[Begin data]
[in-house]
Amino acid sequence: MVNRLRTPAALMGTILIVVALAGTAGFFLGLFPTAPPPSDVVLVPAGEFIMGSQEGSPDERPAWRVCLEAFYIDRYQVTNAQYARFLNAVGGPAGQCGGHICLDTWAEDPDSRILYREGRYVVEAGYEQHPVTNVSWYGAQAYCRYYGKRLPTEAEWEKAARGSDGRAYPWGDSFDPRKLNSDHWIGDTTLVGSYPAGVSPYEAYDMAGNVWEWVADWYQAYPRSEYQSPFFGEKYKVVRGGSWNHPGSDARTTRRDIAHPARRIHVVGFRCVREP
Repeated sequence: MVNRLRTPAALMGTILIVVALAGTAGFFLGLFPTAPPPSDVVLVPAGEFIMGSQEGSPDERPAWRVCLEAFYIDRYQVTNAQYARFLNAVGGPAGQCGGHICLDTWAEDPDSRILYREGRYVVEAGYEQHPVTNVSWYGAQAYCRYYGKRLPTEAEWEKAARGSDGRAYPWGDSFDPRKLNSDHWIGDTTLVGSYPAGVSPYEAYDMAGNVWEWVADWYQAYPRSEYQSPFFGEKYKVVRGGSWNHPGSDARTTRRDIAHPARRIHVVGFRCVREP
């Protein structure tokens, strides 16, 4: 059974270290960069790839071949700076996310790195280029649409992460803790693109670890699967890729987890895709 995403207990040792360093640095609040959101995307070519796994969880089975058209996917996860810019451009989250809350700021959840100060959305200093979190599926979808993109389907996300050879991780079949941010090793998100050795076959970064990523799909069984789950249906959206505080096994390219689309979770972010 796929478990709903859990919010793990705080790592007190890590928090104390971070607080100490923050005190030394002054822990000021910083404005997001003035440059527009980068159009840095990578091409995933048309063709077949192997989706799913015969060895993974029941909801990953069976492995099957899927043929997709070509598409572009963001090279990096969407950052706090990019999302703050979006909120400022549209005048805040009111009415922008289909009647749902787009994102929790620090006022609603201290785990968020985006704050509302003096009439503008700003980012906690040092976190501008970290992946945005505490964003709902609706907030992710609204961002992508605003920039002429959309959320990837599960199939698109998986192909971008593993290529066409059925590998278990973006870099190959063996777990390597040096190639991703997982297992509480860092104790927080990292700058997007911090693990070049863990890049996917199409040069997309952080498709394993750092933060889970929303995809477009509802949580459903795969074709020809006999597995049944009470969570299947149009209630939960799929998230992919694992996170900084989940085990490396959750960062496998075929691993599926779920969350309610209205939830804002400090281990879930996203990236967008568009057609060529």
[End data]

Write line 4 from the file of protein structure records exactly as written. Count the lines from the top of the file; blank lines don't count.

């Protein structure tokens, strides 16, 4: 059974270290960069790839071949700076996310790195280029649409992460803790693109670890699967890729987890895709 995403207990040792360093640095609040959101995307070519796994969880089975058209996917996860810019451009989250809350700021959840100060959305200093979190599926979808993109389907996300050879991780079949941010090793998100050795076959970064990523799909069984789950249906959206505080096994390219689309979770972010 796929478990709903859990919010793990705080790592007190890590928090104390971070607080100490923050005190030394002054822990000021910083404005997001003035440059527009980068159009840095990578091409995933048309063709077949192997989706799913015969060895993974029941909801990953069976492995099957899927043929997709070509598409572009963001090279990096969407950052706090990019999302703050979006909120400022549209005048805040009111009415922008289909009647749902787009994102929790620090006022609603201290785990968020985006704050509302003096009439503008700003980012906690040092976190501008970290992946945005505490964003709902609706907030992710609204961002992508605003920039002429959309959320990837599960199939698109998986192909971008593993290529066409059925590998278990973006870099190959063996777990390597040096190639991703997982297992509480860092104790927080990292700058997007911090693990070049863990890049996917199409040069997309952080498709394993750092933060889970929303995809477009509802949580459903795969074709020809006999597995049944009470969570299947149009209630939960799929998230992919694992996170900084989940085990490396959750960062496998075929691993599926779920969350309610209205939830804002400090281990879930996203990236967008568009057609060529």